California

San Joaquin River headwaters | J Cook Fisher

Californians and the entire nation rely on the state’s rivers – in particular the Sacramento-San Joaquin River Basin — to sustain life and contribute to the world’s 5th largest economy.  

Contact Us

CALIFORNIA
120 Union Street
Nevada City, CA 95959

  
Local communities depend on river habitats as well, and our work expands local access to natural spaces whether in the urban or rural context, the valleys or mountains. California is experiencing the severe impacts of climate change, manifesting in years-long drought, intensified floods and wildfires, and loss of biodiversity.

At American Rivers, we work with partners to put shovels in the ground, bringing to life landscape-scale projects in the Sierra Nevada, Central Valley, and along critical waterways that mitigate the far-reaching impacts of human activity and climate change while increasing access and appreciation of the rivers we love.  

Our methodology centers around the multi-benefit approach, where one powerful project can address multiple priorities. On a state and federal level, we advocate policies that help preserve and restore California’s rivers to build a more sustainable future. 

key issues

Dam Removal

The fastest way to bring a river back to life is by removing a dam. In California, we are building consensus among diverse stakeholders, negotiating with public regulators, and translating the complex into the comprehendible to develop and implement win-win solutions in the state water policy and project arena. In recent news, our dam removal work along the Klamath River in Northern California is expected to be the largest dam removal in the history of the United States. Learn more about our Dam Removal and Management work here and see how you can get involved!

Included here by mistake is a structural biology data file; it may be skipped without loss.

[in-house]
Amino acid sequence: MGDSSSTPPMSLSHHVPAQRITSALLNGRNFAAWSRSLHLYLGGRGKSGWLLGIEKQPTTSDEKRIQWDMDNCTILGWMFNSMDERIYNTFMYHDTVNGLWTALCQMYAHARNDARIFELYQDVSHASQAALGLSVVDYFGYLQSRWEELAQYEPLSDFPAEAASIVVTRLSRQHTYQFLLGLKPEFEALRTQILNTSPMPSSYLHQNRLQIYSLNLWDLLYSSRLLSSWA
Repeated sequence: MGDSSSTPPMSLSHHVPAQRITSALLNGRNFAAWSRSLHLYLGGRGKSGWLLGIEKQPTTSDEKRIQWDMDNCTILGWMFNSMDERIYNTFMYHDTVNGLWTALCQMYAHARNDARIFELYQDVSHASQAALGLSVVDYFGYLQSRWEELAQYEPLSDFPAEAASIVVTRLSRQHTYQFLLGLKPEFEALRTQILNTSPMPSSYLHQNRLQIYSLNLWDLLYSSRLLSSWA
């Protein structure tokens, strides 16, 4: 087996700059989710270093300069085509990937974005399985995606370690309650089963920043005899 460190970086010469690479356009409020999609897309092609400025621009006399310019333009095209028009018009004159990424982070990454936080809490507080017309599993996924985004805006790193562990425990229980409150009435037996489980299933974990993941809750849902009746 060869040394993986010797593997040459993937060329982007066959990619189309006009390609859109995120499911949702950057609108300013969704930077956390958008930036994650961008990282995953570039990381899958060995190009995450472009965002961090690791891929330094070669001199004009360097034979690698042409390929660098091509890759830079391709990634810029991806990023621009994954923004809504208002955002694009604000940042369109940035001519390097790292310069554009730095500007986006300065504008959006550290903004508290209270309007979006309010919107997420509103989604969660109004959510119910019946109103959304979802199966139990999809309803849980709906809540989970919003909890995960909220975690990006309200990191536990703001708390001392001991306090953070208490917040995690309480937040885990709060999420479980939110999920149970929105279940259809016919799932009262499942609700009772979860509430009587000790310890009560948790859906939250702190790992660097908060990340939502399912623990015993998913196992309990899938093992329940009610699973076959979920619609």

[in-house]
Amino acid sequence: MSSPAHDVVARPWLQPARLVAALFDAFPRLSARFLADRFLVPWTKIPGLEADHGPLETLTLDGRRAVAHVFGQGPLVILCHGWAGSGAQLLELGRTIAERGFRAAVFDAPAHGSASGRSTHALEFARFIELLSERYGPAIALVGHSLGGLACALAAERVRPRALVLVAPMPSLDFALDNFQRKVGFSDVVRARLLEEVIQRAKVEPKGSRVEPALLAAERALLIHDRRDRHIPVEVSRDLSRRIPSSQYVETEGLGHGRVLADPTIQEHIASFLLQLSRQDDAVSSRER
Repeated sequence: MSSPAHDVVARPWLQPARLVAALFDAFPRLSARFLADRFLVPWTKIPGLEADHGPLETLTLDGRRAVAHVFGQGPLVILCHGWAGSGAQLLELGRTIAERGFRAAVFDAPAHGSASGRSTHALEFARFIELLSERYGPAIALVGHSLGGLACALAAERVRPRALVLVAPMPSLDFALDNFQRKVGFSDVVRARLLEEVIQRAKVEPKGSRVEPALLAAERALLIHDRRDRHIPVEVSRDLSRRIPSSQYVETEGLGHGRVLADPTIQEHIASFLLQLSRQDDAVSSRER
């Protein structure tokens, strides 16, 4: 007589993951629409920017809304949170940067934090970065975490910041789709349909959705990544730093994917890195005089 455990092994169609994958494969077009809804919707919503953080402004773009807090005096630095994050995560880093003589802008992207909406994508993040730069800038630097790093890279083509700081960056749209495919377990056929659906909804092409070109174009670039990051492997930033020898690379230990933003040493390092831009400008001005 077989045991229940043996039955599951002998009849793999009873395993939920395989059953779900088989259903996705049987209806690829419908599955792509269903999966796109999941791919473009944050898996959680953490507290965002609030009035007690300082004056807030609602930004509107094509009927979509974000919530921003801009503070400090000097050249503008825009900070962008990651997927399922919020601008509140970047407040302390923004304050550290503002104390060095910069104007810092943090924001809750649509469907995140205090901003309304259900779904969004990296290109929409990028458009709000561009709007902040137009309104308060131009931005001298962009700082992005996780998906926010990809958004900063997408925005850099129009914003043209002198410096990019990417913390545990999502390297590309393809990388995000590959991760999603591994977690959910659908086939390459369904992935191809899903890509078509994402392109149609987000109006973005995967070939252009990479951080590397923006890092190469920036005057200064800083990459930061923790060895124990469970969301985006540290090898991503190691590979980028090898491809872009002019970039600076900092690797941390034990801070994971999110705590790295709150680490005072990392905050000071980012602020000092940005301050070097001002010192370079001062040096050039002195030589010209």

California Headwaters

Our work in the river headwaters that run down from the Sierra Nevada includes mountain meadow restorations, forest road remediation, and fuels management. Our team recognizes the complex and interconnected nature of mountain ecosystems. We adopt a comprehensive approach to restoration that considers the ecosystems as a composite whole, where stream, forest, and soil interact to create resilience to the stressors that threaten the Sierra Nevada. Through our partnerships such as the Sierra Meadows Partnership, we collaborate to put our passion into practice, complemented by a range of expertise.

Central Valley

Once home to one of the largest and biologically rich wetlands on earth, California’s Central Valley has transformed over the past two centuries into an agricultural hotspot with water-intensive needs. The remaining wetlands are now at risk from the interrelated threats of climate change, development, and drought. Our work in the Central Valley includes urban creek restorations that bring nature closer to home for thousands of California residents and floodplain reconnection that allows rivers to serve their historical function as a cornerstone of Central Valley hydrology and ecosystem health. Visit California’s Central Valley page to find out more about recent and current projects.

Mountain Meadow Restoration

A meadow is an area where shallow groundwater enables grass-like plants and wildflowers to flourish. Although meadows cover only two percent of the Sierra Nevada mountain landscape in California, they are critical to the health and resiliency of the region’s rivers due to the ecosystem benefits they provide. Unfortunately, approximately half of all meadows in the Sierra Nevada are in degraded condition, primarily due to historic human land uses.

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